JSA: Justice Be Done

I’m starting to gather that every once in a while, DC will revamp a set of characters in order to make them feel fresh and exciting, as well as to introduce older characters to new readers.  The reemergence of a JSA publication is the perfect blend of old and new, paying homage to the Golden Age heroes while welcoming new heroes to the fray.

The trade opens in the modern day.  Doctor Fate has died, and Wesley Dodds (aka Sandman) is trying to find the infant who will inherit that title.  Elderly and worn, Wesley gathers the first clues needed to find the child before falling to his death, a fate he welcomes with open arms because it will reunite him with his departed love, Dian.


Saddened by this sudden news, the aging members of the original JSA gather together, looking to continue the work Wesley started.  Sentinal, Flash, Hyppolyta, and Wildcat vow to do what they can to solve this mystery, but not before paying their respects to their fallen friend.

While at his funeral, they are met by an attack of undead warriors, forcing them to realize that they are not the only ones who are trying to solve this puzzle.  Joined by newer allies, many the descendants of original JSA members, the group splits off into three factions, all hoping to discover the identity of the baby who has been chosen to become the new Doctor Fate.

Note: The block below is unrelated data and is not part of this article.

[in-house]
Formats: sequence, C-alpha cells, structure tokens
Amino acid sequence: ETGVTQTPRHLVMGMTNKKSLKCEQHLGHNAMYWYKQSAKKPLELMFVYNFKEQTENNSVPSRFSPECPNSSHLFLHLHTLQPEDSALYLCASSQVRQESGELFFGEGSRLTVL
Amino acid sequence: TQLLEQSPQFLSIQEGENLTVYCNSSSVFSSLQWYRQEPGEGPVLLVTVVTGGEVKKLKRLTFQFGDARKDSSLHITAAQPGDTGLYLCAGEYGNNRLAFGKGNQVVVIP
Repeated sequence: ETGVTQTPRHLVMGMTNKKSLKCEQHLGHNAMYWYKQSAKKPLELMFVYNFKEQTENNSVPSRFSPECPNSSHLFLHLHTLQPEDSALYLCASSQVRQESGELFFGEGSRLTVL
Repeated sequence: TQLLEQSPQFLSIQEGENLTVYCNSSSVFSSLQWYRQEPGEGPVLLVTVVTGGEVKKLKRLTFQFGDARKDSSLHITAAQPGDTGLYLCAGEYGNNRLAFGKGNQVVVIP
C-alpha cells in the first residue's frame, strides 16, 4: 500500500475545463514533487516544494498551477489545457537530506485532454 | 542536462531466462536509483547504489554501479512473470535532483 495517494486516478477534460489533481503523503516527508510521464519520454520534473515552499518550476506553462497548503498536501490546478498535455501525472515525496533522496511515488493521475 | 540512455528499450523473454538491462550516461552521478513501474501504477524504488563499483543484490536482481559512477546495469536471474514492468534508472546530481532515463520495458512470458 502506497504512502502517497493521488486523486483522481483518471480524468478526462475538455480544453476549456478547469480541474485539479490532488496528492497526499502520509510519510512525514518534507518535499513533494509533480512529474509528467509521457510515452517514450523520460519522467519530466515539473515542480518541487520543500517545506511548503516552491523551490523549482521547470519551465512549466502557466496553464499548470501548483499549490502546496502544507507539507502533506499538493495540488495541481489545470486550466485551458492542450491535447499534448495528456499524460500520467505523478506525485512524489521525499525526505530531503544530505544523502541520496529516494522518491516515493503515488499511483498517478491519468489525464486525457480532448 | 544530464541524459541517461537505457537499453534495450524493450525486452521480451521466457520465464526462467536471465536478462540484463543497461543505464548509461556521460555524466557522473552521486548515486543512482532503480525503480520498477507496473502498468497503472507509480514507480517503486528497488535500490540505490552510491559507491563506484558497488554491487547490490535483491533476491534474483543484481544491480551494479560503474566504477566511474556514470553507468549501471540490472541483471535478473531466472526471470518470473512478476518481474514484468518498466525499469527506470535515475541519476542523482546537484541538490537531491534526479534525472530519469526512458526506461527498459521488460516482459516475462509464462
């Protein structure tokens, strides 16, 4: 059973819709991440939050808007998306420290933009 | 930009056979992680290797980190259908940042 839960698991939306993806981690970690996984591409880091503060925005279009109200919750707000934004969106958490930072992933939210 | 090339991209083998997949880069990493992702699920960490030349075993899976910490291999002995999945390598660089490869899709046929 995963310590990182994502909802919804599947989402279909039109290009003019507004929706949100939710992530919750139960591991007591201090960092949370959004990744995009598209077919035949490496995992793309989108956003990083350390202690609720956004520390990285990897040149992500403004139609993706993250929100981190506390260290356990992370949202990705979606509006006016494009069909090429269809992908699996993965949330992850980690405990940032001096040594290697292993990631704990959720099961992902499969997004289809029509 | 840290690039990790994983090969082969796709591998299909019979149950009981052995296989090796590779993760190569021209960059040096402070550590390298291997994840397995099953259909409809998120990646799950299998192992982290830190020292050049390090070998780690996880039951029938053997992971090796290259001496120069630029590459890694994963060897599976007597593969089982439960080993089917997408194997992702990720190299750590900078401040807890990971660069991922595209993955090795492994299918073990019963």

Although he’s eventually found, the members of the JSA are stopped before completing their mission, watching as the child is taken away by a powerful foe determined to take the Doctor Fate mantle for himself.


Mordru is a truly powerful enemy, easily defeating the members of the JSA.  Tracked to Fate’s base, the JSA members must work together to stop him while simultaneously saving the baby.

Through the skills of The Star-Spangled Kid (a plot point undoubtedly  included to lend credibility to her even being in the JSA), the child is transformed into the new Doctor Fate, a being far more powerful than Mordru himself.


Easily defeating Mordru, Fate and the rest of the JSA return to their world, vowing that a new Justice Society is needed.  Everyone who fought in the battle is invited to join, with everyone except Hyppolyta (who says she will remain on reserve status) accepting.

It’s a time of changes for these characters. Not only are older mantles being adopted by a younger generation, but the well-known heroes are facing their own evolutions as well.  The most notable change occurs for Sand, who has gained the ability to transform his body into sand and travel through Earth’s tectonic plates.


These changes help bring a fresh face to the JSA.  Rather than reading about the exact same characters from sixty years prior, our heroes are allowed to adapt and evolve so that they feel new and exciting.  The pairing of old and new here felt extremely well done, with the older generation having much to teach, and learn from, the younger one.

I enjoyed these opening issues for a rebooted JSA.  The story was engaging, and I appreciated the fact that I understood the references they made to the comics of old.  Granted, there were plenty of characters I wasn’t overly familiar with, and so these references were a bit lost on me.  Still, enough context was given that I understood their role, even if I didn’t feel a wave of nostalgia for their reappearances.

There are additional JSA trades ahead of me on “the shelf”.  With the basic group already set up at the end of this first trade, I have a feeling future issues will simply deal with the JSA facing off against any number of threatening foes.  It’s what the original JSA did, and it’s a role the group will inevitably continue.  Here’s hoping the blend of nostalgia and progression continues in those stories as well.  It’s a key factor that makes this comic feel far more significant.